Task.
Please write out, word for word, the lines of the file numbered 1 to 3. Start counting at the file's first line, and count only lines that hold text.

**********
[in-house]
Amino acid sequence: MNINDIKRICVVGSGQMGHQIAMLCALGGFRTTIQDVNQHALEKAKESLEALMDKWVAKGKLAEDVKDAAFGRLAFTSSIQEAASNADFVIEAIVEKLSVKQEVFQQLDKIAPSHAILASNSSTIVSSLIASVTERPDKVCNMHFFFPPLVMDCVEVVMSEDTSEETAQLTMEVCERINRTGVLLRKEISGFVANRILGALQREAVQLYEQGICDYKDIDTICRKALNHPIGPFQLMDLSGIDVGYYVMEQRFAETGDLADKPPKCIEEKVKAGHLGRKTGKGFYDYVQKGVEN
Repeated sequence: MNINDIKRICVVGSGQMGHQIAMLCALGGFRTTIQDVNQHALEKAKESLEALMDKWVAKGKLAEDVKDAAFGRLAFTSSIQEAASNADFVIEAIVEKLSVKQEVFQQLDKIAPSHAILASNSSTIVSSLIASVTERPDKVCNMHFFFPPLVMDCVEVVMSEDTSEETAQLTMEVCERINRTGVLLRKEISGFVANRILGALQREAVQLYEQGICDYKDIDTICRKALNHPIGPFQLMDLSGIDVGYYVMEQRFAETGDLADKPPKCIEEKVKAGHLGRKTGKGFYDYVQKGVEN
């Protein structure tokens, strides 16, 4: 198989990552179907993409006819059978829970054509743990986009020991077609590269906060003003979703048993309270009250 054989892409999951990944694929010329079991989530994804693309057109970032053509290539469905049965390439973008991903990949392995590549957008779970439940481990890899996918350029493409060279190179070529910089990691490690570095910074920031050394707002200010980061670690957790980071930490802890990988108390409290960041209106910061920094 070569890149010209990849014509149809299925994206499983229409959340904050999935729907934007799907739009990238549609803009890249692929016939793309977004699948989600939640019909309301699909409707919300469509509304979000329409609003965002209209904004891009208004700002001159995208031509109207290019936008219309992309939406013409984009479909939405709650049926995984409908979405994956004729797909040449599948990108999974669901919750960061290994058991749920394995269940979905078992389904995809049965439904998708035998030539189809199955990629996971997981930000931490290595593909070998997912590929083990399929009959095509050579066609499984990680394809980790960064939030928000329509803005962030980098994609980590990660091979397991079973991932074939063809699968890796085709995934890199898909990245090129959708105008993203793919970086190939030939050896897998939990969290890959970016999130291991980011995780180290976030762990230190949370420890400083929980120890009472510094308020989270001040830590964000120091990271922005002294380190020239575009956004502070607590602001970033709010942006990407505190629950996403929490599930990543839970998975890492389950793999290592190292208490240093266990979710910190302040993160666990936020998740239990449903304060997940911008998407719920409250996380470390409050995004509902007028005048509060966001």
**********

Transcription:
[in-house]
Amino acid sequence: MNINDIKRICVVGSGQMGHQIAMLCALGGFRTTIQDVNQHALEKAKESLEALMDKWVAKGKLAEDVKDAAFGRLAFTSSIQEAASNADFVIEAIVEKLSVKQEVFQQLDKIAPSHAILASNSSTIVSSLIASVTERPDKVCNMHFFFPPLVMDCVEVVMSEDTSEETAQLTMEVCERINRTGVLLRKEISGFVANRILGALQREAVQLYEQGICDYKDIDTICRKALNHPIGPFQLMDLSGIDVGYYVMEQRFAETGDLADKPPKCIEEKVKAGHLGRKTGKGFYDYVQKGVEN
Repeated sequence: MNINDIKRICVVGSGQMGHQIAMLCALGGFRTTIQDVNQHALEKAKESLEALMDKWVAKGKLAEDVKDAAFGRLAFTSSIQEAASNADFVIEAIVEKLSVKQEVFQQLDKIAPSHAILASNSSTIVSSLIASVTERPDKVCNMHFFFPPLVMDCVEVVMSEDTSEETAQLTMEVCERINRTGVLLRKEISGFVANRILGALQREAVQLYEQGICDYKDIDTICRKALNHPIGPFQLMDLSGIDVGYYVMEQRFAETGDLADKPPKCIEEKVKAGHLGRKTGKGFYDYVQKGVEN